Chant6j

2022-07-02

I have to evaluate
$\underset{n\to \mathrm{\infty }}{lim}\left(-1{\right)}^{n-1}\mathrm{sin}\left(\pi \sqrt{{n}^{2}+0.5n+1}\right)\phantom{\rule{thinmathspace}{0ex}}\phantom{\rule{thinmathspace}{0ex}}where\phantom{\rule{thinmathspace}{0ex}}\phantom{\rule{thinmathspace}{0ex}}n\phantom{\rule{thinmathspace}{0ex}}ϵ\phantom{\rule{thinmathspace}{0ex}}N$

Maggie Bowman

Expert

The problem is that as $n\to \mathrm{\infty }$, $\sqrt{{n}^{2}+0.5n+1}$ diverges, and $\sqrt{{n}^{2}+0.5n+1}-n\ne 0$
. We have
$\begin{array}{rl}\underset{n\to \mathrm{\infty }}{lim}\sqrt{{n}^{2}+0.5n+1}-n& =\underset{n\to \mathrm{\infty }}{lim}\sqrt{\left(n+0.25{\right)}^{2}+1-{0.25}^{2}}-n\\ & =\underset{n\to \mathrm{\infty }}{lim}\frac{\left(\sqrt{{n}^{2}+0.5n+1}-n\right)\left(\sqrt{{n}^{2}+0.5n+1}+n\right)}{\sqrt{{n}^{2}+0.5n+1}+n}\\ & =\underset{n\to \mathrm{\infty }}{lim}\frac{0.5n+1}{\sqrt{{n}^{2}+0.5n+1}+n}=\frac{1}{4}\end{array}$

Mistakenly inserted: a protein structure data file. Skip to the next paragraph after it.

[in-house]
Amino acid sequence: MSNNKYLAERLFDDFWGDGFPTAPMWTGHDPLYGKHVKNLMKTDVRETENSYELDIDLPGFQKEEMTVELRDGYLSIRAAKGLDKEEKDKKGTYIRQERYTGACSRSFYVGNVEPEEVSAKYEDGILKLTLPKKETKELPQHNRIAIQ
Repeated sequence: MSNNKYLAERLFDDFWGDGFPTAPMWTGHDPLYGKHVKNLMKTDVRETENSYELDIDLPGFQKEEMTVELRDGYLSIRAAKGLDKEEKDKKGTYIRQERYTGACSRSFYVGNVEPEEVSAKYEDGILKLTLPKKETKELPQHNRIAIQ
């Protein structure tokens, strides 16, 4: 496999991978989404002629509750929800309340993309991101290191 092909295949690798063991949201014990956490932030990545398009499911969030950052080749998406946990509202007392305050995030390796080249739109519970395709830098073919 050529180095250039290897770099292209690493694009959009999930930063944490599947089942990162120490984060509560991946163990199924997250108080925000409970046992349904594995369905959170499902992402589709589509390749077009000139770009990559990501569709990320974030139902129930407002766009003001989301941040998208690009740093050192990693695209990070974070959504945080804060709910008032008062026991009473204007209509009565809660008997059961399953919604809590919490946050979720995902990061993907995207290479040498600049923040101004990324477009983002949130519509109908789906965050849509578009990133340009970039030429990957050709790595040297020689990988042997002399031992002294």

Esmeralda Lane

Expert

Before $1+\frac{0.5}{n}+\frac{1}{{n}^{2}}$ can "become" 1, it is greater than 1. And so when it multiplies by ${n}^{2}$, you get something greater than ${n}^{2}$. And it turns out that it is still greater enough than ${n}^{2}$ to make a difference.
Use ${n}^{2}+0.5n+1=\left(n+0.25{\right)}^{2}+\frac{15}{16}$. Then you have $\left(n+0.25\right)\sqrt{1+\frac{15}{16\left(n+0.25{\right)}^{2}}}$. At this point your intuition works out to be correct, and $1+\frac{15}{16\left(n+0.25{\right)}^{2}}$ goes to 1 quickly enough. But more should be done to prove this.

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